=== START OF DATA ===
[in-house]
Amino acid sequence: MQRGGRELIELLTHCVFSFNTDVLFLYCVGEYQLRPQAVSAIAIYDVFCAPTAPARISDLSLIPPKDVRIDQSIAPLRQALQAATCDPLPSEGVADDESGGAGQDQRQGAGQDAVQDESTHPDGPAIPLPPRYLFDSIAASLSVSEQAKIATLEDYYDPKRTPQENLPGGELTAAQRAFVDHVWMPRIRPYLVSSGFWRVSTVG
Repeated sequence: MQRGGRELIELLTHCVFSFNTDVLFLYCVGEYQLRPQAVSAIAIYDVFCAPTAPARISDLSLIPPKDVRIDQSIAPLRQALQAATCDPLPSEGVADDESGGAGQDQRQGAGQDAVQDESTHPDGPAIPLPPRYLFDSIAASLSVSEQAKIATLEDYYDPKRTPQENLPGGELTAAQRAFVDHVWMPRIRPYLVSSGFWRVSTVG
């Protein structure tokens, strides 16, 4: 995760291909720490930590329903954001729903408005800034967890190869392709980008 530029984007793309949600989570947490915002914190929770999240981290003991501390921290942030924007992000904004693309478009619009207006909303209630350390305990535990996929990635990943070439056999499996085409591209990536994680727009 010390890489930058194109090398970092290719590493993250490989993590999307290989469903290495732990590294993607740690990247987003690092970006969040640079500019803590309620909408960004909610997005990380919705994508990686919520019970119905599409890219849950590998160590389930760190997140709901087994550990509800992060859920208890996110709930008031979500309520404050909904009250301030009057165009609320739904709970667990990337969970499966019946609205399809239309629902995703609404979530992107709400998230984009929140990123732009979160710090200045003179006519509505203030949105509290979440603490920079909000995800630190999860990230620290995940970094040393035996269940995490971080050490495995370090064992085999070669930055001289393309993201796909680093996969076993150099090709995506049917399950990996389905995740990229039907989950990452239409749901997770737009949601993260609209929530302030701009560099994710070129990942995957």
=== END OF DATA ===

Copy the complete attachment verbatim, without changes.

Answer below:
[in-house]
Amino acid sequence: MQRGGRELIELLTHCVFSFNTDVLFLYCVGEYQLRPQAVSAIAIYDVFCAPTAPARISDLSLIPPKDVRIDQSIAPLRQALQAATCDPLPSEGVADDESGGAGQDQRQGAGQDAVQDESTHPDGPAIPLPPRYLFDSIAASLSVSEQAKIATLEDYYDPKRTPQENLPGGELTAAQRAFVDHVWMPRIRPYLVSSGFWRVSTVG
Repeated sequence: MQRGGRELIELLTHCVFSFNTDVLFLYCVGEYQLRPQAVSAIAIYDVFCAPTAPARISDLSLIPPKDVRIDQSIAPLRQALQAATCDPLPSEGVADDESGGAGQDQRQGAGQDAVQDESTHPDGPAIPLPPRYLFDSIAASLSVSEQAKIATLEDYYDPKRTPQENLPGGELTAAQRAFVDHVWMPRIRPYLVSSGFWRVSTVG
């Protein structure tokens, strides 16, 4: 995760291909720490930590329903954001729903408005800034967890190869392709980008 530029984007793309949600989570947490915002914190929770999240981290003991501390921290942030924007992000904004693309478009619009207006909303209630350390305990535990996929990635990943070439056999499996085409591209990536994680727009 010390890489930058194109090398970092290719590493993250490989993590999307290989469903290495732990590294993607740690990247987003690092970006969040640079500019803590309620909408960004909610997005990380919705994508990686919520019970119905599409890219849950590998160590389930760190997140709901087994550990509800992060859920208890996110709930008031979500309520404050909904009250301030009057165009609320739904709970667990990337969970499966019946609205399809239309629902995703609404979530992107709400998230984009929140990123732009979160710090200045003179006519509505203030949105509290979440603490920079909000995800630190999860990230620290995940970094040393035996269940995490971080050490495995370090064992085999070669930055001289393309993201796909680093996969076993150099090709995506049917399950990996389905995740990229039907989950990452239409749901997770737009949601993260609209929530302030701009560099994710070129990942995957």